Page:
Calle Real de Villafranca, 25, 41720 Los Palacios y Villafranca, Sevilla, Spain
Royal Alcázar of Seville, Patio de Banderas, s/n, 41004 Sevilla, Spain
Joaquín Romero Murube (18 July 1904 – 15 November 1969) was an articleist and poet of the 27th generation. From 1934 until his death he was director-conservative of the Real Alcázar de Sevilla. In the 1920s writers more openly homosexual were not able to deal with the topic in their works. These include the conservative dramatist Jacinto Benavente, the chronicler of Madrid life Pedro de Répide, the short story writer Antonio de Hoyos y Vinent, and the music critic and historian Adolfo Salazar. Many Spaniards escaped to Paris, among them Gregorio Martinez Sierra and Marta Martinez Sierra and the composer Manuel de Falla. Little magazines, such as Grecia of Adriano del Valle, Mediodia of Joaquin Romero Murube, and Renacimiento of Martinez Sierra, remain incompletely studied. Even into the 1920's the situation for homosexuals was oppressive, as can be seen from the reticence of the Espasa-Calpe encyclopedia and the comments of Gregorio Maranon. It was foreigners living in Spain, the Uruguayan Alberto Nin Frías, the Chilean Augusto d'Halmar, and the Cuban Alfonso Hernández Catá, who published the first books on the topic.
Joaquín Romero Murube was born in the current municipality of Los Palacios y Villafranca, in Calle Real de Villafranca (for the palatials "Calle Real"), in the current number 25, in 1904 and died in 1969. Official of the City of Seville and custodian of his Real Alcázar, from his position as editor-in-chief of the Sevillian poetic magazine Mediodía (1926-1929) he linked himself to the Poetic Vanguards related to the Generation of 27, of which he was not a part. He promoted the magazine El Ala del Sur by Pedro Garfias, one of the struts of Ultraism.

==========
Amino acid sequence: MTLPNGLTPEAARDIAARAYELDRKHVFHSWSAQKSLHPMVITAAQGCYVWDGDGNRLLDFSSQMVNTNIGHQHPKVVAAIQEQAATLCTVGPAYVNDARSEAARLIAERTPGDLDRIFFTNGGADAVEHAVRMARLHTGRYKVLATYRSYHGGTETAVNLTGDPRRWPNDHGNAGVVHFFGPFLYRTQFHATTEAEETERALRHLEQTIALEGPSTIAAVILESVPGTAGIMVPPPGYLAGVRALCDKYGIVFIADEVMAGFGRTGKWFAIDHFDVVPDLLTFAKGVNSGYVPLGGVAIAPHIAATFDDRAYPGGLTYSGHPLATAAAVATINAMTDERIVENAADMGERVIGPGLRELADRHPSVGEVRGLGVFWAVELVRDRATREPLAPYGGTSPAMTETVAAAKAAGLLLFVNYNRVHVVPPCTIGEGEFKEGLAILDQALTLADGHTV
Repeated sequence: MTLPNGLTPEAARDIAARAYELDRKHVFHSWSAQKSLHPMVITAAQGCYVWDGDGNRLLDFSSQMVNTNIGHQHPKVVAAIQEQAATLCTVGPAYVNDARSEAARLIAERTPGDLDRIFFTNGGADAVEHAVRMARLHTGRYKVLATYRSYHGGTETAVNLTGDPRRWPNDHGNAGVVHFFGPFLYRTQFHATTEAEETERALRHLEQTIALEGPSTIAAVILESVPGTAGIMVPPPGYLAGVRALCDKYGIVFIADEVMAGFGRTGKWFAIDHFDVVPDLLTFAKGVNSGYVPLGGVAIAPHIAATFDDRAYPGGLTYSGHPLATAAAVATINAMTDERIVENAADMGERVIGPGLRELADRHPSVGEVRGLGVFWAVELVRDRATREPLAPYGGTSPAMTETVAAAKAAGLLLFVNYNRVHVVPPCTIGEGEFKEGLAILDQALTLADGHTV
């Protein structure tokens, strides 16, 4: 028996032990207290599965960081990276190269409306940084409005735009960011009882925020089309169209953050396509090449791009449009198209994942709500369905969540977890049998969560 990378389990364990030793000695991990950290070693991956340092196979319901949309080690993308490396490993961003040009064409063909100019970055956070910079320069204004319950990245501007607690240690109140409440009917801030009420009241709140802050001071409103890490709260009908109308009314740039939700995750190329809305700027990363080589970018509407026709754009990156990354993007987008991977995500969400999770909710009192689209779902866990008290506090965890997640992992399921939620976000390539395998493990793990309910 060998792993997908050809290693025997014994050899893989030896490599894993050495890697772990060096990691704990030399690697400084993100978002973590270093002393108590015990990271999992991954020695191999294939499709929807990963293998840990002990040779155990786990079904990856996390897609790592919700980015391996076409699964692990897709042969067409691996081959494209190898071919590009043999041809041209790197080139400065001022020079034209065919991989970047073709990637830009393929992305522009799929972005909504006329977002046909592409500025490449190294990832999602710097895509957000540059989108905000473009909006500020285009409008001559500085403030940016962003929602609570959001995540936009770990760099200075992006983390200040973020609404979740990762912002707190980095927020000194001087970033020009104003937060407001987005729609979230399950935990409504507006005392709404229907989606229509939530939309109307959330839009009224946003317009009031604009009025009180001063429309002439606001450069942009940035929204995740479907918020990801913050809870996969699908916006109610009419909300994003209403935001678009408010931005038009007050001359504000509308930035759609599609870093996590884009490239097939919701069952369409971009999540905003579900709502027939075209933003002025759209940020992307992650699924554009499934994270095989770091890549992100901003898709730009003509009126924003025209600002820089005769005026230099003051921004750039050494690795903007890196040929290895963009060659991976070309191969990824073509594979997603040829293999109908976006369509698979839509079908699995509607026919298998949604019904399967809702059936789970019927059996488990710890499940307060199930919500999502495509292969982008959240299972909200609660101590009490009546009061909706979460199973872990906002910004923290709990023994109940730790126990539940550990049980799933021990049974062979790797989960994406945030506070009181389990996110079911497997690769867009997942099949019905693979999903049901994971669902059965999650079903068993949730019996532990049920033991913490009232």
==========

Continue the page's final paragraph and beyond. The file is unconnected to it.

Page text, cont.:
Among his poetic books are Prosarios (1924) and Passionate Shadow (1929), where the author alternates Creationism, Surrealism, Neopopularism and Classicism. Critics have also pointed to the influence of Ramón Gómez de la Serna, Valle-Inclán, José Bergamín and Pedro Salinas. Federico García Lorca's imronta is visible in his second poetic stage, composed of Seven Romances (1937), Song of the Andalusian Lover (1941) and Kasida del olvido (1945), continued and expanded in Tierra y canción (1948). His essays include God in the City, from 1934, then included in Seville on the Lips (1938); Discourse of lies (1943), Memorials and Ramblings (1951) and The Heavens We Lost (1995). He also researched the figure of Francisco de Bruna and Ahumada (1965). In the narrative genre, soon started with novels such as The Sadness of Count Laurel (1923) and Little Sister Poppy (1925), there was a long inactive parenthesis that closed with ... It is already late (1948) and Far Village (1954). In 2004 his Selected Work was collected in two volumes, by professors Jacobo Cortines and Juan Lamillar. In 2000 the ABC House of Seville instituted the award he wears for the purpose of recognizing the best journalistic works published during a year in Spain.
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